- Take your time. Many women put pressure on themselves to be ready for sex immediately when their lover gets an erection. But penetration when she’s not relaxed and mentally prepared can be painful. As a couple, you can agree that she will be the one to give the green light for intercourse. This simple guideline can help her feel that she’s in control, which is a natural stress reducer that can help her relax those tight muscles.
- Talk about it. Men often have no clue what’s going on in a woman’s body — a woman’s state of arousal isn’t as obvious as it is with men. That’s why it’s so important to communicate during intimacy. Some women feel shy to talk or they don’t want to spoil the mood. But nothing destroys a sexy mood more than having to suffer in silence while “making love.”
- Play with toys. Learning how to pleasure herself using a dildo or vibrator will help her get used to the feeling of vaginal penetration. She’s the one who holds the toy in her hand and can decide how far it goes, and how fast it moves. Vibration can also help her muscles relax. If using a larger toy is too painful, she could start with special dilators, but it’s best to discuss this with a doctor first.
As a man you may feel helpless, not knowing how to help your partner have pain-free sex. But keep your hopes up. There’s a lot you can do to help her heal and please her in bed in a way that’s comfortable for both of you.
Encourage Her To See a Doctor
If your partner has been struggling with painful sex for some time, start by encouraging her to get medical help. If it makes her feel better, you can go with her. Depending on the type of treatment she receives, you can play a supporting role, for example, by (gently!) reminding her to do her Kegels.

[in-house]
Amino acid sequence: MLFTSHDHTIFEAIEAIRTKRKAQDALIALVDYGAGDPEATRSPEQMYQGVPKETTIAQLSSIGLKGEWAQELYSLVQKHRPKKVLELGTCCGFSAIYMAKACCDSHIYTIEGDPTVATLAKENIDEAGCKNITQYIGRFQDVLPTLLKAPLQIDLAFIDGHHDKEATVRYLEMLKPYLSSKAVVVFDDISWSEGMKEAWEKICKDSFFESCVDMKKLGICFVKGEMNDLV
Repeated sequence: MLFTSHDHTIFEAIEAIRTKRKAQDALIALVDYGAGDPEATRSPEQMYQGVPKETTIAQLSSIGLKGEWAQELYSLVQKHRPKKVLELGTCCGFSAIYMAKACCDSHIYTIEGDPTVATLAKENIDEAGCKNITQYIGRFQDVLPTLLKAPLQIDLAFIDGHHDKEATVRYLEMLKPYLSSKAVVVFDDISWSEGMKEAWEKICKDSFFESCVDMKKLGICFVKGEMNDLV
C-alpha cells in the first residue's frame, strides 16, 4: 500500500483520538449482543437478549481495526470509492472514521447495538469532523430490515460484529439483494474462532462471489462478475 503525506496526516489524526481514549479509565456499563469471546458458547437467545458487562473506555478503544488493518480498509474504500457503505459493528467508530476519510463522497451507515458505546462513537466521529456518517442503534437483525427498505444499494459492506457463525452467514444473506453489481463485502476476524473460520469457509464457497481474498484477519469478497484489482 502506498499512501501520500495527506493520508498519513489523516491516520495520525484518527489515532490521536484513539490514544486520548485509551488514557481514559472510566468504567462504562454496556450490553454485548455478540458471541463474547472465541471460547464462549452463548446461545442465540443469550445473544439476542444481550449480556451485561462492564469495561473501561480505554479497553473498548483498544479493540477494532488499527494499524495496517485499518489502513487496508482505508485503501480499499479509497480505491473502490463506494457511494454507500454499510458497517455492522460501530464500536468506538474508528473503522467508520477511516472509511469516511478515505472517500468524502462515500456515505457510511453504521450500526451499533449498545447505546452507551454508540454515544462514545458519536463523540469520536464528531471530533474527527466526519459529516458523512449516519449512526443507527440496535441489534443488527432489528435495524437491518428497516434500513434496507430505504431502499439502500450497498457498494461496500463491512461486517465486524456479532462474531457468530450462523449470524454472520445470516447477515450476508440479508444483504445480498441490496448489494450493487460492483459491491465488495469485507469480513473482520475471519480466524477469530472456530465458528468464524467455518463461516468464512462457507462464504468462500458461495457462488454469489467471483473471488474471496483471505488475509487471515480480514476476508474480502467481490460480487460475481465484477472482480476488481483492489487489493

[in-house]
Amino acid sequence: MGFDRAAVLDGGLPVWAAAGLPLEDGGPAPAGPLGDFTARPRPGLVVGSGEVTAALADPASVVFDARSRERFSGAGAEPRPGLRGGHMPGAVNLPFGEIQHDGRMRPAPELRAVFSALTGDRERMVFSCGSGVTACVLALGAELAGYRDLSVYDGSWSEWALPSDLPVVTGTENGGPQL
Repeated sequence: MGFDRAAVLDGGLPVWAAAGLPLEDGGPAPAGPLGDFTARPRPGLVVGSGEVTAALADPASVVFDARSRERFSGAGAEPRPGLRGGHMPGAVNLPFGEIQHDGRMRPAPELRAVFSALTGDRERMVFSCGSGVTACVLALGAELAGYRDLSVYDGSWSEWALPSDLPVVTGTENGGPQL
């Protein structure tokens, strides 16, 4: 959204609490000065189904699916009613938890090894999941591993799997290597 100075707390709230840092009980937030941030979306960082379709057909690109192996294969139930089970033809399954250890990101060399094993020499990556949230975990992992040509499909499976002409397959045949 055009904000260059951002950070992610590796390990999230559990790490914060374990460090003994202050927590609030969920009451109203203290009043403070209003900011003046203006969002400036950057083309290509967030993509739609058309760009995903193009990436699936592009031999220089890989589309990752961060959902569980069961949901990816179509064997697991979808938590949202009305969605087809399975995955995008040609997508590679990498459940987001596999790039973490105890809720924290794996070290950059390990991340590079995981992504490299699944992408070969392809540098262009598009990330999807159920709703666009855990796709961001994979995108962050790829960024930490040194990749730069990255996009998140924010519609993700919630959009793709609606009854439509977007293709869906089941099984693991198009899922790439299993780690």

Women with dyspareunia need time to ease into intimacy. Give her all the time and affection she needs. Before you try intercourse, you may want to massage her vagina with your fingers, to help her get used to the feeling of penetration. Ask her to guide your penis and control entry so that she can go at her own pace.
Making love to that amazing woman is super exciting, and you may quickly give in to the sensation. But if your lady feels pain during sex, keep an eye on her and observe her reactions. If her body moves away, don’t push too hard. If you feel her body tensing, ask her if it’s OK to continue.
Don’t Pressure Her
Your desire is a powerful force, and you naturally want to connect with your lover on a physical level. But your eagerness can cause anxiety if she’s had painful sex before.
She may feel like you’re pressuring her to have intercourse. Be patient, check in and reassure her that you can stop anytime. Yes, it’s frustrating to stop in the middle, but it’s the only way to give her the security she needs — and to produce long-term results. If you can’t continue the penetration, you can still be sexual, for example, by enjoying some mutual oral or hand play.
Sexual Health Is Key for Both
If sex hurts, you should both pay extra attention to your sexual health. If one of you has an infection or a sexually transmitted disease, it could lead to chronic pain during sex.
Getting regular checkups and STD testing when needed and treating any sexual health problems as soon as possible will minimize the risk of dyspareunia.
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Anka Grzywacz is a sexologist, reproductive health expert and Certified Sex Coach™. In her online practice she helps busy women and couples solve their intimate problems.